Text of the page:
Our latest exhibition by Liz Ackerley and Hugh Winterbottom entitled Landscape Inside Out opened at Gallery Oldham on 5 March and runs until 4 June. To mark International Women’s Day 2022, we’re chatting to Liz Ackerley about her experience of being an artist.
We’re thrilled to have your work on display at Gallery Oldham.
What is it like being a woman artist?
It’s a combination of a lot of things! It’s really inspiring and exciting to have a creative profession, but that also brings some challenges. As artists, we are our own boss, but we also have a lot of other aspects to our work that is more than just the painting and creating. There is all the organising and logistics, the marketing and the other business aspects. I think as women, we are used to juggling a lot of different tasks and so this does play to our strengths. I think there are challenges around getting noticed and selling work. The fast-moving pace of online marketing and selling is also both an opportunity and a challenge. The reality is also that we often do other things in addition to selling artwork, maybe teaching, coaching or even other part-time work.
When you were at school what did you want to do when you grew up?
I always knew I wanted to have a creative profession but, when I was at school, I don’t think I knew I wanted to be an artist. To be honest, I was encouraged to study subjects other than art. I loved to draw, and I also loved nature, the landscape, and the environment. But I don’t think I thought I could have a profession that allowed me to explore those in my work!
Have you always managed to work as an artist? Where did you train?
No, before developing my art into a profession I was previously a landscape designer. I trained at Birmingham School of Art and Design (as it was then). I became a landscape architect and then, through drawing, an illustrator. From there I have evolved my work into painting and mixed-media art.
What motivates you to get into your studio or out into the landscape each day?
I think I am quite a driven sort of person. Working in the studio and out in the landscape are my passions. I love the processes of creating and of being absorbed in the act of creating. The main thing I need is some sort of a framework for it. If I am just exploring and playing, then I label it as that! Specific projects and lines of enquiry are motivators for me.
Are there any other artists who inspire you? Does your inspiration come from anywhere else?
Oh, yes, where do I start! There are several artists (mostly abstract artists) whose work I love and look at quite regularly. These include Joan Eardley, Barbara Rae, Joan Mitchell, Howard Hodgkin and Roger Cecil. There are several other sources too: nature, the landscape itself, the seasons and the weather are all sources of inspiration. In addition, design and Japanese design and philosophy are also inspirations, alongside photography and travel!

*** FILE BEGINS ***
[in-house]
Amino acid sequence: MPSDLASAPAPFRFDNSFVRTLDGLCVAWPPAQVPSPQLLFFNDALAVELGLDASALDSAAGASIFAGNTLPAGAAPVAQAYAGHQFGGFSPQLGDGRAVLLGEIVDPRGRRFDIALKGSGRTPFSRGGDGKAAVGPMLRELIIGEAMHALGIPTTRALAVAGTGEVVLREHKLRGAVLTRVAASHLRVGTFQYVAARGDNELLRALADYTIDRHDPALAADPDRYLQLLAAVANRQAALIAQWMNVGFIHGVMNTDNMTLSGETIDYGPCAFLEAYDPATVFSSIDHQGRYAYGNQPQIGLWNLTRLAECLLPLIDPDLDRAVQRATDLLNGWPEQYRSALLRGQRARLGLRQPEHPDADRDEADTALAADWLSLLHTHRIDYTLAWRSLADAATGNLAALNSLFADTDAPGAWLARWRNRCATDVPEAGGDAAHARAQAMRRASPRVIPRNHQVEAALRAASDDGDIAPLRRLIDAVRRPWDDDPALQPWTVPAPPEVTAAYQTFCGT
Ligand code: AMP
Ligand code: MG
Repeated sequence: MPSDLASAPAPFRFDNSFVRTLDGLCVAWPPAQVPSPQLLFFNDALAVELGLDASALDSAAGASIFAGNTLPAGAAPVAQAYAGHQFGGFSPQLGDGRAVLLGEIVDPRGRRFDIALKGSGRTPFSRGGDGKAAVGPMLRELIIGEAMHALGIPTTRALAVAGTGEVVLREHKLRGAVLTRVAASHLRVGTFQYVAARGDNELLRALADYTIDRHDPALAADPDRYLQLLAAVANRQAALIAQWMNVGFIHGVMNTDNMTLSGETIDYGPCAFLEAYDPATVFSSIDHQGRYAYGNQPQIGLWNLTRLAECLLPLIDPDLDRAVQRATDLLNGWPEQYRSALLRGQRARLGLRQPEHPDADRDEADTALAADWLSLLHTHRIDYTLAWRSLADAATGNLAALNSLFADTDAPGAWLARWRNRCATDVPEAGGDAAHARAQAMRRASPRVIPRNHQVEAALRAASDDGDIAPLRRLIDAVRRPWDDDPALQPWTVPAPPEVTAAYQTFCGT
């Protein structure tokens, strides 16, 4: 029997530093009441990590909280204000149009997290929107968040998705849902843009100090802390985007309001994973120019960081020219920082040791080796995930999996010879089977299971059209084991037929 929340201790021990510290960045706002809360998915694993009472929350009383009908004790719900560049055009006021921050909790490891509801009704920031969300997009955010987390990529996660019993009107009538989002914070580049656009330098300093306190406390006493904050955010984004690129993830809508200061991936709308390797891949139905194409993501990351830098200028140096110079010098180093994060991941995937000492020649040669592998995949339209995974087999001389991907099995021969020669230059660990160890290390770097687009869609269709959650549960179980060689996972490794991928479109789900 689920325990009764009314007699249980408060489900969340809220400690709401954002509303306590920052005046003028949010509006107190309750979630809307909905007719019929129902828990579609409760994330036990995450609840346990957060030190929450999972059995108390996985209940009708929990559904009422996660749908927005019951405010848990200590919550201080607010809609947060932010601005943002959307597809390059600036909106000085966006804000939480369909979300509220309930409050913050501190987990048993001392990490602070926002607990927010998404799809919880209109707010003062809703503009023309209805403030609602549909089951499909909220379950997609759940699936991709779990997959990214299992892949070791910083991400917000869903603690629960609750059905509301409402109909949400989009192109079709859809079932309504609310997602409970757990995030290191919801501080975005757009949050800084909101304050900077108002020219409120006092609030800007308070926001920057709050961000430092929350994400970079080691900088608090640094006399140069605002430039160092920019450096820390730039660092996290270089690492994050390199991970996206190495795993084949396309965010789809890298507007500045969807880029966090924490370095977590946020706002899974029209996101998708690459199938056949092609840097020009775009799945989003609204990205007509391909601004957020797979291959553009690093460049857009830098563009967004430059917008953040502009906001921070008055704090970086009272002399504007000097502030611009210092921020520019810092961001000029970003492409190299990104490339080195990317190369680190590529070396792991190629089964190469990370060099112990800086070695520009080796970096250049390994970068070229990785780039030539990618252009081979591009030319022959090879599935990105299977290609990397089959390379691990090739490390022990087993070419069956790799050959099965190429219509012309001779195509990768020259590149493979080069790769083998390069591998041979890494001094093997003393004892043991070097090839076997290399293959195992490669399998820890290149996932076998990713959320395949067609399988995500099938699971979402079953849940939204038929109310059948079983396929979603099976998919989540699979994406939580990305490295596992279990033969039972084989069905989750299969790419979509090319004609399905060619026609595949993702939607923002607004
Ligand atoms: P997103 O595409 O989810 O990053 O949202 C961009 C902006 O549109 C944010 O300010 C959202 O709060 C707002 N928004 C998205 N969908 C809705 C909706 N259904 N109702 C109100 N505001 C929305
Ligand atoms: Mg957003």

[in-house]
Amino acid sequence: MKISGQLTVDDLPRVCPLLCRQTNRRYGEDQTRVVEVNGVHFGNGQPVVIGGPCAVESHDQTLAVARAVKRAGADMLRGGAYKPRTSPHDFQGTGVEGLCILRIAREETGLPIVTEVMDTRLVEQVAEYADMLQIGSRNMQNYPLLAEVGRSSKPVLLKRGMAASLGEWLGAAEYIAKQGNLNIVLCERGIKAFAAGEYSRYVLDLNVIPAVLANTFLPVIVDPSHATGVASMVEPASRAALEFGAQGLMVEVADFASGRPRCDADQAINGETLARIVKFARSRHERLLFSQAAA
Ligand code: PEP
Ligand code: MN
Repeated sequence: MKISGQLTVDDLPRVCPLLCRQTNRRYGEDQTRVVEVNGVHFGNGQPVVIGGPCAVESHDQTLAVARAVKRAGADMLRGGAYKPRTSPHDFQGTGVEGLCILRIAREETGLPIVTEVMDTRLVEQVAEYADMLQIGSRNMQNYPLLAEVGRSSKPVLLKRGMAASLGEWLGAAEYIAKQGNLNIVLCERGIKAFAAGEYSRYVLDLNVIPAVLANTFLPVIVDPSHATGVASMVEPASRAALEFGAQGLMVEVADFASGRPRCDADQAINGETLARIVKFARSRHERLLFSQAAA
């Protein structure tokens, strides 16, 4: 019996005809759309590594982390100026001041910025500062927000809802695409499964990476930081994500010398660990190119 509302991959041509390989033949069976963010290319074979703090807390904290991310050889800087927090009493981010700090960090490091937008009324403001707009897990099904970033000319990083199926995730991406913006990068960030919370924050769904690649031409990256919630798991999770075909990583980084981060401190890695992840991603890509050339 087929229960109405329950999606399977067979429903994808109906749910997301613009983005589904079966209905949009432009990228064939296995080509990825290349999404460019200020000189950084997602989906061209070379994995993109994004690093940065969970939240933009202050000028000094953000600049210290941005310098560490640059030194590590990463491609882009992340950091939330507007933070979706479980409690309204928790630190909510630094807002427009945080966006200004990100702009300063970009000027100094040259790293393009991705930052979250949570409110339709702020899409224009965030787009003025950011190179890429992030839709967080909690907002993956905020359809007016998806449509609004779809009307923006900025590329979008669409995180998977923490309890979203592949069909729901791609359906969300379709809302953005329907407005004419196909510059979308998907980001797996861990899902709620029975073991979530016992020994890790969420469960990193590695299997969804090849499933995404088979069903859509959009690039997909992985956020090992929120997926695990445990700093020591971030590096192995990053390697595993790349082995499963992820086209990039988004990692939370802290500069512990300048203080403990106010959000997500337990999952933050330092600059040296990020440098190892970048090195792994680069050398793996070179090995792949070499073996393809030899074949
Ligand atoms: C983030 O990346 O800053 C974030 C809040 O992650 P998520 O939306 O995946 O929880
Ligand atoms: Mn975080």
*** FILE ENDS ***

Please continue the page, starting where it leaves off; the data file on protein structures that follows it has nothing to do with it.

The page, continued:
Do you have any advice for aspiring artists?
I think I would just say, get going, do what you enjoy. Do more of it. Try different things and learn to listen to what it is that lights you up, what it is that inspires you. The main thing is to be you – that way, your art will be unique, and you will love to create it.
What inspired your latest body of work in Landscape Inside Out?
The landscape around me, in Mossley where I live and have a studio. I am very lucky to be surrounded by the most amazing panoramic views of moors, valleys and woods. At the time when we were selected to create an exhibition in Gallery 2, it was just before the pandemic hit. The restrictions meant that our remit became closer to home, and I think that has strengthened the work. It has allowed a focus that has resulted in a deeper exploration.
How do you choose which colours and materials to use?
The colours for me come from the landscape and I start each work or group of works with an exploration of colour palette. This may then evolve during the painting development but essentially it all stems from the initial colour palette. In terms of materials, I use a range of acrylic paint, pencil, charcoal, inks and collage. These materials enable me to create the work in layers. Each painting has many layers. I am building up texture, depth and a richness and sense of time. The paper also supports my process of building up texture and pattern in the work.
Have you got a favourite piece in this exhibition?
Ha, not one single painting. Several of them stand out for what they have taught me about myself and painting and for what I hope I have portrayed about the landscape.
Is there a thought or feeling that you hope visitors to Landscape Inside Out will leave with once they’ve spent time in your exhibition?
Yes, I hope that visitors will get a real sense of the atmosphere and energy of those places. I hope their experiences evoke the dynamics of those landscapes and encourage them to get out into the countryside.
Thanks for talking to us Liz!
Find out more about our forthcoming exhibition programme by visiting our Exhibitions webpage.